It has some exclusive pieces like G.D. Naidu’s first motorcycle which he purchased from an Englishman who was a revenue officer in the British Government in 1921, his favourite car, the Mercedes Benz 170S, which was given to Naidu as a gift as well as the Ford Quadricycle which was Henry Ford’s first experimental automobile that ran on four bicycle wheels. There is also a special section dedicated to the Indian Maharajas and their ultimate symbol of luxury, the Rolls Royce. The evolution of the transport system in India is also depicted.
The museum has information boards that are highly educative like the one explaining the evolution of the engine, the first internal combustion engine as well as the ones describing the engine cylinder arrangements and the cooling system. Spread close to 20,000 sq ft with a section dedicated to vintage car restoration, this museum is a treat for all automobile lovers and car aficionados.
Rev’s Institute: A sanctuary for researchers, preservationists and car connoisseurs
Often touted as America’s best car museum, this one was founded by Miles Collier in 2008 and houses over 100 most ‘influential’ and important automobiles built between 1896 and 1995. It is a non-profit organisation dedicated to the history, research and education of automobiles, which, according to them, is a technological marvel of human genius and ingenuity. The museum is spread over 80,00 square feet and is divided into four thematic zones, namely Automobility, Vitesse, Revs, and Porsche. It is key to note that all the vehicles displayed here are fully operational, have been masterfully restored by professionals and are impeccably maintained in their original and untouched state. In fact, a few cars at any point in time are loaned to other museums or allocated to participate in events, exhibitions and even historic races.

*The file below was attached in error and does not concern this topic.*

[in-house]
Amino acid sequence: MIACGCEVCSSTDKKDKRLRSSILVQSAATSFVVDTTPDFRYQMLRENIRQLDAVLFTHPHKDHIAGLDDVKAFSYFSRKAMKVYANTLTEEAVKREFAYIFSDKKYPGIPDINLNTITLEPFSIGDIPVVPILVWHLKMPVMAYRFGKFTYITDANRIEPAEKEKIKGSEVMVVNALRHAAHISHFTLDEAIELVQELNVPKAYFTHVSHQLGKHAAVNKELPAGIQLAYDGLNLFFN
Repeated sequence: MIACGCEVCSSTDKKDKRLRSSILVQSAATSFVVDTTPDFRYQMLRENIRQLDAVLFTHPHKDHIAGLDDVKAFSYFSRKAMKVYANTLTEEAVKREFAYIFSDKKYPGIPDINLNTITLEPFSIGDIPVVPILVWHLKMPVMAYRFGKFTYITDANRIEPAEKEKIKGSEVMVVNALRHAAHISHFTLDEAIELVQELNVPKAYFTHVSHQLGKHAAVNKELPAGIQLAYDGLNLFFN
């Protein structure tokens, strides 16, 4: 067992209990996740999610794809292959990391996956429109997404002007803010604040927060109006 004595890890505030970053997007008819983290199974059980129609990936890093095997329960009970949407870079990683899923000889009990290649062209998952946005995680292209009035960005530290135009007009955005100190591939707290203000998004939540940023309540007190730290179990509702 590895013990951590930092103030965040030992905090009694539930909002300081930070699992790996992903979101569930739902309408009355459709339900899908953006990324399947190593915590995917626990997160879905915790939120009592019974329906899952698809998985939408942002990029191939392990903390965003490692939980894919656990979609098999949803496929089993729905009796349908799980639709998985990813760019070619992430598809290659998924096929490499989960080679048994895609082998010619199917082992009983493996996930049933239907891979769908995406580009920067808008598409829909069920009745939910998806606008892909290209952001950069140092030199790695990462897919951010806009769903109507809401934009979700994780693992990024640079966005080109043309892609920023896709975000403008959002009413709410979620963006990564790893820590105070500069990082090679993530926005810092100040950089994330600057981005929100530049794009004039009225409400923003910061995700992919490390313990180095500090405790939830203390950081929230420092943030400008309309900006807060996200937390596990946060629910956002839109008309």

The Collier collection, as displayed at Rev’s, includes the exclusive personal collection of Miles Collier’s automobiles and sports cars as well the Cunningham Museum collection of his close friend Briggs Swift Cunningham. The carefully curated range includes cars of profound importance right from the 1896 Panhard et Levassor which was a horseless carriage to the 1995 McLaren F1. Other cars include the rare 1901 Benz Dos-à-Dos, 1914 Rolls-Royce (Silver Ghost Tourer) and the 1920 Vauxhall. The 1933 Bugatti, 1933 Packard and 1934 Alfa Romeo are favourites with many and like all other cars you can view them in all their glory; from close quarters without any barriers. Spread over three floors, the other cars on display include the 1950 Cadillac Series, cars from Chevrolet, Maserati and Ferrari.
There is a special section dedicated to Porsche as well as auto accessories. The institute has a library, which has an enviable collection of images, manuals, catalogues, posters, race rule books, auto show programmes, clothing, race gear etc. With a continuous focus on the preservation, conservation and restoration of automobiles, the institute is truly one of its kind. It is key to note that the museum is open only with advance ticket reservations thrice a week with walk-ins not accommodated. It is best recommended to book Docent lead tours in advance as it is the best way to explore and experience the insightful collection.